5 Must Read Books For Future Leaders

There’s something about fall that makes people really want to get down to business—the kids are back in school, the weather starts changing and there are no more summer distractions. For many, the transition into fall is a perfect opportunity to catch up on their professional development skills that may have been neglected over the summer. Fortunately, we gathered some of the best professional development and leadership books for this week’s DorobekINSIDER post. So grab your pumpkin spice late, your favorite blanket and one of these books and settle in by the fireplace to start exploring your leadership potential.

  1. Strengths Based Leadership: Great Leaders, Teams, and Why People Follow by Tom Rath and Barry Conchie

This book discusses the results of Gallup’s landmark 30-year research project on strengths and leadership. Rath and Conchie put forth three key ways to being a more effective leader and provide real world accounts from successful organizational leaders. The book highlights the power of knowing your strengths and the strengths of your team and how you can lead in a way that optimizes these strengths.

  1. Start with Why: How Great Leaders Inspire Everyone to Take Action by Simon Sinek

Sinek’s book is all about the ‘why’—why are some organizations more successful, why are some leaders more influential, why are some companies able to retain loyal customers? He sets out to answer these questions by showing that the world’s greatest leaders all think, act, and communicate in the same way with an emphasis on the ‘why’ behind every decision. Overall, the book offers a framework for learning to think like these great thinkers that you can apply to your own life as well as within your agency.

  1. Algorithms to Live By: The Computer Science of Human Decisions by Brian Christian and Tom Griffiths

Typically, we think that humans and computers are bound by different constraints and rationalities. However, Christian and Griffiths set out to show how algorithms used by computers can also help us unravel complex human questions. Utilizing computer science can help you find an algorithm to most efficiently tackle all of the issues you may face in a day. From where to park in the morning to understanding the workings of human memory, computer algorithms can help you make the best decisions for every situation.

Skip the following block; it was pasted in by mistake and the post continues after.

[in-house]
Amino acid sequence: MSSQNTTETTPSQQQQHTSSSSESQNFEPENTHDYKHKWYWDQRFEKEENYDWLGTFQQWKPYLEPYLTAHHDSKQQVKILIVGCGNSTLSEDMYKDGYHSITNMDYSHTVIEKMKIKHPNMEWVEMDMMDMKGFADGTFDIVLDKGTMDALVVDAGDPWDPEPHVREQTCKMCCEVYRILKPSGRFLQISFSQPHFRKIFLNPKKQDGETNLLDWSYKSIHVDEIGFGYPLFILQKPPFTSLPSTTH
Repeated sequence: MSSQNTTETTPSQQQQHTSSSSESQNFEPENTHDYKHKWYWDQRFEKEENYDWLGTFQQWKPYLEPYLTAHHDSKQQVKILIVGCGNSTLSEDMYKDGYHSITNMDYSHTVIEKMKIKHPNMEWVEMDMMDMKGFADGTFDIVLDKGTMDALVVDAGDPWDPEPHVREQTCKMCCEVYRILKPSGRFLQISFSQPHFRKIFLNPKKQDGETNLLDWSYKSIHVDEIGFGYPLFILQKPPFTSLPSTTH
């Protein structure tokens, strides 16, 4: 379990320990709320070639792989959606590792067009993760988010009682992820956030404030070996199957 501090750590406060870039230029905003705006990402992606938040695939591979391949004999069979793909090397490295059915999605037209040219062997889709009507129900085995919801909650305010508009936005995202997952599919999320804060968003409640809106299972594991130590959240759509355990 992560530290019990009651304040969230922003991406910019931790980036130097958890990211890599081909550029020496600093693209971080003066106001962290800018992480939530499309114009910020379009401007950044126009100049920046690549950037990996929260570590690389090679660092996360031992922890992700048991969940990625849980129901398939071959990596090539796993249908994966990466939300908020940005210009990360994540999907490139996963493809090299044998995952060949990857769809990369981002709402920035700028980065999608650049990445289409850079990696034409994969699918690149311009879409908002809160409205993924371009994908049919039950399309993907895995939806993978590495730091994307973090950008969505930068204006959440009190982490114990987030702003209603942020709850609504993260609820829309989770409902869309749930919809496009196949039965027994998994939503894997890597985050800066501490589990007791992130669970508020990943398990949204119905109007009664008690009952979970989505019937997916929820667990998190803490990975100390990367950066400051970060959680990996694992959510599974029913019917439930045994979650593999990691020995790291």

1. The Public Innovator’s Playbook: Nurturing Bold Ideas in Government by William D. Eggers

Innovation is crucial for the public sector but oftentimes govies are not really sure how to foster innovation in bureaucratic and regulatory environments. In order to counter this, Eggers offers a handbook that shows government organizations how they can become serial innovators and sustain a culture of innovation. The book puts forth five strategies government agencies can use to cultivate and excel at innovation and explains tangible ways you can lead innovation at your organization.

  1. Influencer: The New Science of Leading Change by Joseph Grenny et al.

Government employees know that effecting change within the government can be difficult. Fortunately, change is not impossible especially if you know how to be an influencer. Grenny et al. explain how you can change key behaviors that will lead to greater safety, productivity, quality, and customer service. Combining perspectives from behavioral scientists and business leaders, the book offers a comprehensive understanding of how you can become an influencer in your life.

Did we miss a leadership must read that has helped you in your career? Be sure to let us know in the comments!

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I suggest a list that include women and people of color. And even LGBTQI2S. Its abhorrent this list is all. white. males. And it is unacceptable in a world where responsible leadership is actively dismantling racism. Structural oppression exists because leadership has been a pathology of power dominated by the privilege of white men, aka, white supremacy. ‘GovFem’ as a supplement or silo to the services of this service also does not justify the exclusion. Equity is integration. That being said, I appreciate a lot of what this service/site has to offer. ~white ally.

Laurie Dunagan

I really do not care where the information comes from as long as it is good info. Thank you for the list of books. I will be checking them out.